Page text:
The History of the Delco-Remy Divsion of General Motors
A.K.A. "The Remy Brothers" or "The Remy Electric Company"
1896-1994
Delco-Remy at the Normandy Invasion, June 6, 1944   World War Two Products and Product Applications    The Army-Navy "E" Award   Our War Job

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Delco-Remy in World War Two
LST 393 and Delco-Remy

This page added 1-14-2017.

One of most important but overlooked and forgotten ships of World War Two was the Landing Ship, Tank, or LST.  They were not a glamorous ship or designed for fighting.  They were not very good looking and ungainly looking.  But they were so important to the success of the D-Day landings at Normandy on June 6, 1944 that the Supreme Commander of Operation Overlord, General Dwight D. Eisenhower, delayed the landings one month so there would be more LST available.  LSTs were cargo ships that could land on a beach, open their bow doors allowing tanks and trucks to move directly on to the beach.  Due the fact there no ports available to offload the huge amount of men and material needed to sustain the D-Day operations, LSTs were extremely important to the success of the landings. 

LST 393 was one of 1052 built during WWII and one of 233 that served at Normandy.  LST 393 landed at Omaha Beach on June 7, 1944.  This was the first of 30 trips she made to Omaha Beach delivering troops, vehicles and supplies. On return trips to England she carried POWs and wounded soldiers.  On her first return trip from Normandy she took on 1,135 causalities.  During WWII LST delivered 9,000 American soldiers and 3,248 vehicles to the combat beaches.  She took on 5,000 prisoners of war and 10,000 wounded American soldiers.  She traveled 51,817 miles and landed on foreign shores 75 times.  During all of these trips Delco-Remy cranking motors started her twin Electo-Motive Diesel Engines.  One starter may have been with her for the entire war and since then.  See below for details.  


Upon beaching itself, the LST 393 could land its cargo of tanks, halftrack, armored cars, trucks, jeeps and troops directly to the landing beach  No port was needed to get heavy equipment and supplies to the landing location during the early stages of an invasion.  Once the beaches were secured by the infantry in the initial landings, LSTs would be the next priority to arrive at the beachhead.  Author's photo.


LST 393 along the bay at Muskegon, MI.  Author's photo.


There are only two LSTs on display in the United States.  LST 325 in Evansville, IN is an operating ship and consequently the engine room is not available for tours.  Because LST 393 is not an operating ship, its engine room is.  This allows visitors to see her twin Electo-Motive 900 hp diesel engines.  Looking in the door to the engine room, the first engine can be seen from the doorway and the second one is back by the second blue pipe.  Author's photo.


 This is the second engine on the far side of the engine room.  Author's photo.


Now this is a Delco-Remy cranking motor!!!  Note the size of the motor compared to the author's size 9-1/2 shoe.  It took this size of a craning motor so start the Electro-Motive 900 hp diesel engine.  This is the largest DR cranking motor the author has ever seen.  Author's photo.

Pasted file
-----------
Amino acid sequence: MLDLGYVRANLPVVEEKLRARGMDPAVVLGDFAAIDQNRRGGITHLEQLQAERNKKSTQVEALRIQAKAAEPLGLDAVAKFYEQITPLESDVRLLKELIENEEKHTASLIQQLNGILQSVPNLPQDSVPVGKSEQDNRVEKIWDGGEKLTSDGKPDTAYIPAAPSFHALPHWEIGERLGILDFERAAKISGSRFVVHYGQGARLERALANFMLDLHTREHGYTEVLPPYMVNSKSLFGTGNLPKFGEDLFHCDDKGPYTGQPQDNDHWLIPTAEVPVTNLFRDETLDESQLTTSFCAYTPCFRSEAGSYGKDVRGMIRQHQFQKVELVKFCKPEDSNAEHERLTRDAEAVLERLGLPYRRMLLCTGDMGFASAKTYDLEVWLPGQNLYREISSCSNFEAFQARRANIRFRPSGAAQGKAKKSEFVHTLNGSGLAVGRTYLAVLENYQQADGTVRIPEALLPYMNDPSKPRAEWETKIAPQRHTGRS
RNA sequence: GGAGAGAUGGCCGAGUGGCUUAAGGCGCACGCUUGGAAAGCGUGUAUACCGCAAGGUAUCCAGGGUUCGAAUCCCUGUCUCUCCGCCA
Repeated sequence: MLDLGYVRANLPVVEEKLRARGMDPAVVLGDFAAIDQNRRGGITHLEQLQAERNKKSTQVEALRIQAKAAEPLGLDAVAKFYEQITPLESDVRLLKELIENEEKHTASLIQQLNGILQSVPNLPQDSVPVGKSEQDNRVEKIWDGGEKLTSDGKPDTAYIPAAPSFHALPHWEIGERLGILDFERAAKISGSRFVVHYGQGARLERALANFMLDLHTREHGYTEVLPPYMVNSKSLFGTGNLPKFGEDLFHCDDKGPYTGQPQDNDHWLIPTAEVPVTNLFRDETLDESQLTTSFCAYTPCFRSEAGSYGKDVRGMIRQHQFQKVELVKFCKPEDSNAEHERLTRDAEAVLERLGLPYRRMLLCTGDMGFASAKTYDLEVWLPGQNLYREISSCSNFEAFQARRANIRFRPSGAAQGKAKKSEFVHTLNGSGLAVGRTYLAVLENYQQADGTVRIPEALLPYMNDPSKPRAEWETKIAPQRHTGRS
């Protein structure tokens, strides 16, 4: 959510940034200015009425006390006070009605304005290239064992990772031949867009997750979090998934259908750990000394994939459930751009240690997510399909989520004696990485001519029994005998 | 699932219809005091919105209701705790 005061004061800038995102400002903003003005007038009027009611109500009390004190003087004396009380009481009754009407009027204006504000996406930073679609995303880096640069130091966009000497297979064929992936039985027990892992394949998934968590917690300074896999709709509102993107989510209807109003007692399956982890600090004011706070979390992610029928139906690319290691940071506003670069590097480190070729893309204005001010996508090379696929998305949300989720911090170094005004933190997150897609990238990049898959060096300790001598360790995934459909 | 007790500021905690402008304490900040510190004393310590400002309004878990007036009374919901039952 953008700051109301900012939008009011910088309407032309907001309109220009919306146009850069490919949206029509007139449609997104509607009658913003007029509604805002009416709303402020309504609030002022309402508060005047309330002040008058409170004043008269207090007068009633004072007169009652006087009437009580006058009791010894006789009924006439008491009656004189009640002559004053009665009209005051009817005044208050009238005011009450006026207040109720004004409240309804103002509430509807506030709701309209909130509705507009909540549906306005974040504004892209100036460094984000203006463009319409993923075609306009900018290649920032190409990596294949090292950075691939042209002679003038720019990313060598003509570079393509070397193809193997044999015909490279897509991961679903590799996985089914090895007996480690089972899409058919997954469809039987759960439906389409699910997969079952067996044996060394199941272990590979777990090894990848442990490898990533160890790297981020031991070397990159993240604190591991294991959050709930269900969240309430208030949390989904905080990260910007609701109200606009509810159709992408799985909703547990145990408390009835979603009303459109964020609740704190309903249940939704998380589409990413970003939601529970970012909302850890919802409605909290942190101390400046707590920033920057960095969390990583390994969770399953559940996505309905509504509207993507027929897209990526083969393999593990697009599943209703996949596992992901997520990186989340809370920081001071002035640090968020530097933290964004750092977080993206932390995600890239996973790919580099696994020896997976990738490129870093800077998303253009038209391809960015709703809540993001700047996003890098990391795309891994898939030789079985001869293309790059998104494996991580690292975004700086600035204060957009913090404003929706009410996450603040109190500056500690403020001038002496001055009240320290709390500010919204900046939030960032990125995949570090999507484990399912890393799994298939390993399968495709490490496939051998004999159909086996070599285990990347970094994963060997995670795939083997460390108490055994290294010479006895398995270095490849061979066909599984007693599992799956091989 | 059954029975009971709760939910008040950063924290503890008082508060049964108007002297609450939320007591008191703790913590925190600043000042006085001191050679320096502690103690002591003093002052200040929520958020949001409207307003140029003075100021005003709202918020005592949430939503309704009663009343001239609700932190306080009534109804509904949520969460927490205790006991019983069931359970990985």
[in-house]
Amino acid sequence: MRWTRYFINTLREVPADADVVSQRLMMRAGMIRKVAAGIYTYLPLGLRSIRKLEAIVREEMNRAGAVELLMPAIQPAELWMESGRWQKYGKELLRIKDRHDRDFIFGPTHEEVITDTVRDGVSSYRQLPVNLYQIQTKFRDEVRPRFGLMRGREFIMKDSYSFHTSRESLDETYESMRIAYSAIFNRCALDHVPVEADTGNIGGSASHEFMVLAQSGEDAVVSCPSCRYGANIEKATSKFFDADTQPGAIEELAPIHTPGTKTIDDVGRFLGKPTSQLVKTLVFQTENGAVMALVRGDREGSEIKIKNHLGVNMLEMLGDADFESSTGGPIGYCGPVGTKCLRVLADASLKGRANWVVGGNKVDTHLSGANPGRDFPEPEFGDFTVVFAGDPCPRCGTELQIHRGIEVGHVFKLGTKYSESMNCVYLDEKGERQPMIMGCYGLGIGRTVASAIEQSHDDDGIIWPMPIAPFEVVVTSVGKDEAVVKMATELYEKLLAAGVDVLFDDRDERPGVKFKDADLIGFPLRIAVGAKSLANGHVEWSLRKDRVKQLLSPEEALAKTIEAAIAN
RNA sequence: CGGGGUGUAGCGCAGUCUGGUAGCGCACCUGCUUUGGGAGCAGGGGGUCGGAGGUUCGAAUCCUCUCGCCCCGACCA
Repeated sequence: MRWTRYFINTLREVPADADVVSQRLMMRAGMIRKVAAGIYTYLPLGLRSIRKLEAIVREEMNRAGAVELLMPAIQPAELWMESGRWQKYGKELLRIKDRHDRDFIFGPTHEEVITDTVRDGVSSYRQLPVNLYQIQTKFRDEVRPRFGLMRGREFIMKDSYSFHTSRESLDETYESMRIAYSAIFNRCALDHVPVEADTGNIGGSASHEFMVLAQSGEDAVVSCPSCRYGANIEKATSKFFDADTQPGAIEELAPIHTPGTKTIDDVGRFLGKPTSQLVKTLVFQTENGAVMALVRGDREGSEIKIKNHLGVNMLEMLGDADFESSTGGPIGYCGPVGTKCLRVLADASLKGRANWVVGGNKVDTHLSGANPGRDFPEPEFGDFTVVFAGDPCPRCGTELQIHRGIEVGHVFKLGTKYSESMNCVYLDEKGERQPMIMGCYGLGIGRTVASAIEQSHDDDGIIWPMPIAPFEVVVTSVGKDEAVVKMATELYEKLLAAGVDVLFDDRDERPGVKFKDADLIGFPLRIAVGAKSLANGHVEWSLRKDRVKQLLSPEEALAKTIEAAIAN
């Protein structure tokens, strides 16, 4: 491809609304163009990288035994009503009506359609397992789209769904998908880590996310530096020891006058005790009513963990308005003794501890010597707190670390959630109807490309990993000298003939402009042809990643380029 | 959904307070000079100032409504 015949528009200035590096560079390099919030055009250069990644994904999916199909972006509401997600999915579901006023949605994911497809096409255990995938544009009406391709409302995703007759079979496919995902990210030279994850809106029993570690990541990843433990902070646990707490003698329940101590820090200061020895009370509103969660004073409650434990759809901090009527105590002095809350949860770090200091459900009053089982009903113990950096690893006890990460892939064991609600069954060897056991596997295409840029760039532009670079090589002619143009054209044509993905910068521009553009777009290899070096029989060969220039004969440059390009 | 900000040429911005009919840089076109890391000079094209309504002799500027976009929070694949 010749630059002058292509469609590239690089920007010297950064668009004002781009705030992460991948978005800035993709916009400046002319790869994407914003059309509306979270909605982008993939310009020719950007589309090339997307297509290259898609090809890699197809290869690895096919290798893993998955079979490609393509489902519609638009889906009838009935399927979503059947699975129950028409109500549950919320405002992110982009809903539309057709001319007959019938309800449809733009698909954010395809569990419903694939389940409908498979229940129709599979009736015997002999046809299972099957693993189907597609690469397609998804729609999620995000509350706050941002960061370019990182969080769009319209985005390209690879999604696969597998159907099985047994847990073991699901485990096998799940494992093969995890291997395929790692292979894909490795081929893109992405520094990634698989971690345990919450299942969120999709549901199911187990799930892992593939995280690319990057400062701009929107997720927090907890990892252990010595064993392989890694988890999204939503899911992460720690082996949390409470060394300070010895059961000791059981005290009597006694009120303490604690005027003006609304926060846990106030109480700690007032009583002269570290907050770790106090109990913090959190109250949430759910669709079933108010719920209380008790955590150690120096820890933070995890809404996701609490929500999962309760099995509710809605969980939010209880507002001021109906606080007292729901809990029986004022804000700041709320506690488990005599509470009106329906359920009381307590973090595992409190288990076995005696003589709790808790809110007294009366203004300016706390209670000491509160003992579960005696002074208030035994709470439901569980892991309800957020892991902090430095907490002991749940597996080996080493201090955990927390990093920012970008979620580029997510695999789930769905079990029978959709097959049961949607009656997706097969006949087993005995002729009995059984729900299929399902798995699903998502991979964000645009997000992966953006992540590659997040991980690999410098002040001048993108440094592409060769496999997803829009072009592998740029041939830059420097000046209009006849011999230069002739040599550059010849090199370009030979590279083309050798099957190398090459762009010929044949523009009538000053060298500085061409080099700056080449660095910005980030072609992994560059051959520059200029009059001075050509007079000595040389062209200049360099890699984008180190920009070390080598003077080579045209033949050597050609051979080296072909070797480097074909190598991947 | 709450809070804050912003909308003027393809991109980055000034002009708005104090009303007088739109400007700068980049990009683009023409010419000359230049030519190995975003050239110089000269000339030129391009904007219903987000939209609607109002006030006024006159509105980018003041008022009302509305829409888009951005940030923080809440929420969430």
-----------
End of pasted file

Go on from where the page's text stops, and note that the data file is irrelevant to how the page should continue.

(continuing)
The Delco-Remy ID Tag shows this was Serial Number 182 and was built on September 4, 1942.  This 64 volt starter pulled 800 amps to produce 32.5 hp.   LST 393 was launched on November 11, 1942 and the EMD engine was built on October 20, 1942.  Could it be this Delco-Remy heavy duty starter is the one originally installed on the engine and in LST 393?  If so, DR Serial Number 182 was at Omaha Beach at Normandy 30 times.  Thirty times it would have started the starboard side engine when it came off the beach.  Author's photo.


Author's photo.


This is the starter on the port side engine and the one nearest the entry way.  Note the size of the electrical cable.  Author's photo.


Author's photo.


Author's photo.


This is a model a Model 903 as it is for the port engine and mounts on the opposite side of the engine as the previous starter.   Both have CW rotations.  This cranking motor is a replacement as it was built on March 6, 1945.  It is Serial Number 2672.  Author's photo.

During WWII 1,052 LSTs were built.  Half of them had the EMD diesel engines as shown above.  With two engines per installation Delco-Remy supplied at least 1,052 starters for the ships.  It is unknown whether DR starters were used on the non EMD engines. 
Delco-Remy in WWII  DR WWII Aircraft Products   DR WWII Marine Equipment DR WWII Tank Products   DR WWII Vehicle Products   DR WWII King's Mill Plant  DR WWII Anitoch Foundry

 

 

 

Delco-Remy at the Normandy Invasion, June 6, 1944   World War Two Products and Product Applications   The Army-Navy "E" Award   Our War Job
Home  History   The Plants   Plant Photos   Moments in Time  The Products   Product Brochures   Service Manuals   Training Booklets   Video  Employment Numbers   Museums   Sources  Allied Divisions   Revisions   Reunions   Remy Electric Country Club   Vintage Literature about The Remy Electric Company   Links

This Website has no affiliation with General Motors, Delphi Holdings, Remy International, or Borg-Warner.  The content is to only present a historical perspective of the plants and products of the former Delco-Remy Division previous to 1994.  All content
presented on this website is for general information only.   Website designed and maintained by David D Jackson.  
Contact:  David D Jackson